This is a roundel based on Jeremiah 18:1-12.
In the poem I make use of two Bible illustrations: Jeremiah at the potter’s house and Jesus raising Lazarus. In the same manner that God formed man from the dust, Jesus announces the coming of new creation by raising one given over to the dust.
If it’s helpful, you may listen to me read the roundel via the player below.
Said the clay to the hand who cut him out,
To the Potter who pulled him from decay
Smelling of earth from death wrapped about,
“I am not what I was,” said the clay.
Healing never came, for the Potter’s delay
Let me lie, untouched, harden, dry out;
Shaping without hands was his preferred way.
Time’s wheel spun four days when the mouth
Of the Potter spoke into where I lay
In my cold kiln cried, “Come forth!” with a shout.
And “I am, not what I was” said the clay.
In the congregation where I pastor, we are working through Luke’s gospel on Sunday mornings and walking with Jesus to Jerusalem. This week we are looking at Peter’s confession and Jesus’ call to discipleship in Luke 9.
Last night the question which Jesus asks in Luke 9.25 “For what does it profit a man if he gains the whole world and loses or forfeits himself?” struck me as a wisdom question, and mirrors the question of the teacher in Ecclesiastes who asked, “What does man gain by all the toil at which he toils under the sun?” (Ecclesiastes 1:3).
Both the question of profit and and gain ask what is worth spending your life on. In this roundel I imagine one wrestling with the diminishing returns which always accompany idolatry and the question of whether the secondary goods which we pursue can become the primary means of our satisfaction and fulfillment.
If it’s helpful you may listen to me read the roundel via the player below.
By all the toil with which I pour Myself into work tending this soil, Spending life weeding, doing these chores, What does man gain by all his toil?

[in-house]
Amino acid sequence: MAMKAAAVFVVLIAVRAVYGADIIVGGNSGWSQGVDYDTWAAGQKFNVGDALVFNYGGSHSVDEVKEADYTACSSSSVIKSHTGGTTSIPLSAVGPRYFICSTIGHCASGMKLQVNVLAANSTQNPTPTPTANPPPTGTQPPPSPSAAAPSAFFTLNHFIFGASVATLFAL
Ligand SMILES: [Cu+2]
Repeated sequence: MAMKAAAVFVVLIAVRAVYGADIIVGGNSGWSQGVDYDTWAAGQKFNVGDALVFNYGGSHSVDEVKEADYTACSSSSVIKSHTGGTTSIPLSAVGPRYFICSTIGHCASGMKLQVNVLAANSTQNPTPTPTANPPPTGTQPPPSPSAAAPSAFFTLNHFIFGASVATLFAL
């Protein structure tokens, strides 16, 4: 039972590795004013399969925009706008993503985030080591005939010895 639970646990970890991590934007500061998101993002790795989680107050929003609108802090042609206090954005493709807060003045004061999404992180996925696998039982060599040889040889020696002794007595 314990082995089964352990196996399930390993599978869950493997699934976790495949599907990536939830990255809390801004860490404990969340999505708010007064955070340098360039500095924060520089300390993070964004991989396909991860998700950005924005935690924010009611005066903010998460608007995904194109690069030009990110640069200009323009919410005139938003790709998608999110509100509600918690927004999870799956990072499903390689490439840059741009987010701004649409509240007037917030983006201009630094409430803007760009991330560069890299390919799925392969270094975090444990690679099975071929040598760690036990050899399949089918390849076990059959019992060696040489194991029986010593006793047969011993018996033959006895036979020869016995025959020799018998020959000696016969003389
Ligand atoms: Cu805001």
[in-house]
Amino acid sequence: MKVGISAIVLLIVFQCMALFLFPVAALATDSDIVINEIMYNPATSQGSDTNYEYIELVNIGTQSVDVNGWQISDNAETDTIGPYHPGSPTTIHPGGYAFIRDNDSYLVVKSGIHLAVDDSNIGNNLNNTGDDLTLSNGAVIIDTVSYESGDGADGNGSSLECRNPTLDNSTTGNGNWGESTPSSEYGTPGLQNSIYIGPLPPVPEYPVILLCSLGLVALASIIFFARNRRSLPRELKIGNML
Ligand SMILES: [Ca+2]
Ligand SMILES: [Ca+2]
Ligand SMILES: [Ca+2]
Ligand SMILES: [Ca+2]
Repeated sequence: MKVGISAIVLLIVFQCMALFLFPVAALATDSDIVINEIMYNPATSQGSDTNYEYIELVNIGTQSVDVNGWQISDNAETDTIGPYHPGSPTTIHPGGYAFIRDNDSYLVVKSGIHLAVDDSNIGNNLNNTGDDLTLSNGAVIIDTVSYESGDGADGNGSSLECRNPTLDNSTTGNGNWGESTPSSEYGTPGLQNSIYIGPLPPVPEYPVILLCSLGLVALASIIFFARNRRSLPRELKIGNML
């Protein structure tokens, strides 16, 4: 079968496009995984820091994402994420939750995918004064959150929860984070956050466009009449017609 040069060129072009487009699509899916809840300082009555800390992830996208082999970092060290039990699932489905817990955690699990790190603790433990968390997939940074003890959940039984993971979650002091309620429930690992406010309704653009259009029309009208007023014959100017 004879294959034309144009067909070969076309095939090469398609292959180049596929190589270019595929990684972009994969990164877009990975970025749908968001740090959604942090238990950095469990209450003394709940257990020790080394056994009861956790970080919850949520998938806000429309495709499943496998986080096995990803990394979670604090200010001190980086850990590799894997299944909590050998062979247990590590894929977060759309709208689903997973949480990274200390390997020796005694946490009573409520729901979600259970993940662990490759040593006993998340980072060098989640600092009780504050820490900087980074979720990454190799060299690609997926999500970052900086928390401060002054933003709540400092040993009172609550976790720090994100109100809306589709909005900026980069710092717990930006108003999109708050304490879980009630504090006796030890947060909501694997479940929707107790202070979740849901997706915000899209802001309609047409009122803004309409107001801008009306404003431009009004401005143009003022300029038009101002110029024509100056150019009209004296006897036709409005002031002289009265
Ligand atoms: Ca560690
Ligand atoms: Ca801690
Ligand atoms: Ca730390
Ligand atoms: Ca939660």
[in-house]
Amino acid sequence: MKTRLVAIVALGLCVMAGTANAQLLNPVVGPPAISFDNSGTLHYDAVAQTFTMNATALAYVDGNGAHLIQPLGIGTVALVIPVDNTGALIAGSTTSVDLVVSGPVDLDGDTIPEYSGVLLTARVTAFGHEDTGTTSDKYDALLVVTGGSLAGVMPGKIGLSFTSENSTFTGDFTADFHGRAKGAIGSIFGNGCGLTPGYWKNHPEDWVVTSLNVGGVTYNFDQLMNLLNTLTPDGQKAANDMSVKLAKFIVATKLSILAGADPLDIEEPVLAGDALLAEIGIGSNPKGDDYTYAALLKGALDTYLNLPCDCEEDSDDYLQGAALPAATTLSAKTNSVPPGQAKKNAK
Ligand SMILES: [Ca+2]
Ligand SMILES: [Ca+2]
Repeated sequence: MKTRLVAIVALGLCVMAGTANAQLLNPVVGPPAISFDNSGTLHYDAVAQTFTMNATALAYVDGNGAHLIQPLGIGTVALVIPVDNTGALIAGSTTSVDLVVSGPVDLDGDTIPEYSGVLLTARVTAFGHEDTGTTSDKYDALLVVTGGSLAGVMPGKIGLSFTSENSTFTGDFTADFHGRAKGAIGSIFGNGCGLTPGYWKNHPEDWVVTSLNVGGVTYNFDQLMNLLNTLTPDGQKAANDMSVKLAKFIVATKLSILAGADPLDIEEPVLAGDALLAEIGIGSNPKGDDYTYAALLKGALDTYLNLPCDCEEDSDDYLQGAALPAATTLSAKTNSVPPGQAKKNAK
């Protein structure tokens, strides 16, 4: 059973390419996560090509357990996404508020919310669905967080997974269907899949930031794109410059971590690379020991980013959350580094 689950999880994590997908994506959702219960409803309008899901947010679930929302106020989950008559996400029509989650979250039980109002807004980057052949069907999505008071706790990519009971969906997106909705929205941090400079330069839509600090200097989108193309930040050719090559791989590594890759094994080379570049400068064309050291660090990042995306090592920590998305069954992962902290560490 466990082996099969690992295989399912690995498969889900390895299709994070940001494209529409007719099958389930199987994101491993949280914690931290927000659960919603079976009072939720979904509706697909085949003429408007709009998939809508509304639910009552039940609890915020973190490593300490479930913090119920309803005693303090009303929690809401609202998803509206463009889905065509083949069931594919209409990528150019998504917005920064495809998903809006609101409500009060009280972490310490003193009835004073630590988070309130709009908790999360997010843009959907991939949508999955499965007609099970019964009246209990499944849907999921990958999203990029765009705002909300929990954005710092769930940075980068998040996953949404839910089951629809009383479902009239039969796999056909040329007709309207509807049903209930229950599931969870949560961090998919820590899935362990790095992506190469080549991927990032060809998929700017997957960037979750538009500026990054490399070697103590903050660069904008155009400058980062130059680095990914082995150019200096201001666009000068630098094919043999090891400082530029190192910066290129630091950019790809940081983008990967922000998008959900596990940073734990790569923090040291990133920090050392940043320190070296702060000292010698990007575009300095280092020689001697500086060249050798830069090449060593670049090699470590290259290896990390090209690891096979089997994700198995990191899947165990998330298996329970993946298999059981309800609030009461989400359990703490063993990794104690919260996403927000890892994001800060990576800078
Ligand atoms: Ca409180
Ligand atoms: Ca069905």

Make the most, I promised, let nothing spoil. “Over my dead body, I’ll not fail,” I swore, Yet what I seek, my work seems to foil.
I’ll not let it stand. I’ll settle the score; This irony of work makes my blood boil. Why do I get less, even though giving more? What does man gain by all his toil?
I really enjoy roundels, which is a poetic form that is concise and allows the writer to turn a phrase several ways.
In this roundel, I am working out my sadness and surprise at a review which a friend received on an e-commerce site from a book of poetry he’d written. “Not significant” as a review is just so…, wow. I was also greatly convicted about the times I’ve critiqued other’s creativity in ways that have shut them down rather than encourage and build them up. Here’s to repentance.
If it’s helpful, you may listen to me read the poem via the player below.
“Not significant”, two words typed clear and plain,
So austere and simple, not very clarificant
Is it odd that I can’t get it out of my brain?
Is one’s anything “Not significant”?
This critique, unengaged, is hardly edificant
Rather than help or try to explain
I imagine they stung, and were not, “not significant.”
But the spell you weave in your poetic quatrain
Is bread cast on waters, is gold, so mundificant!
For your words bless, make my crazy, sane
When the world says, you’re not significant.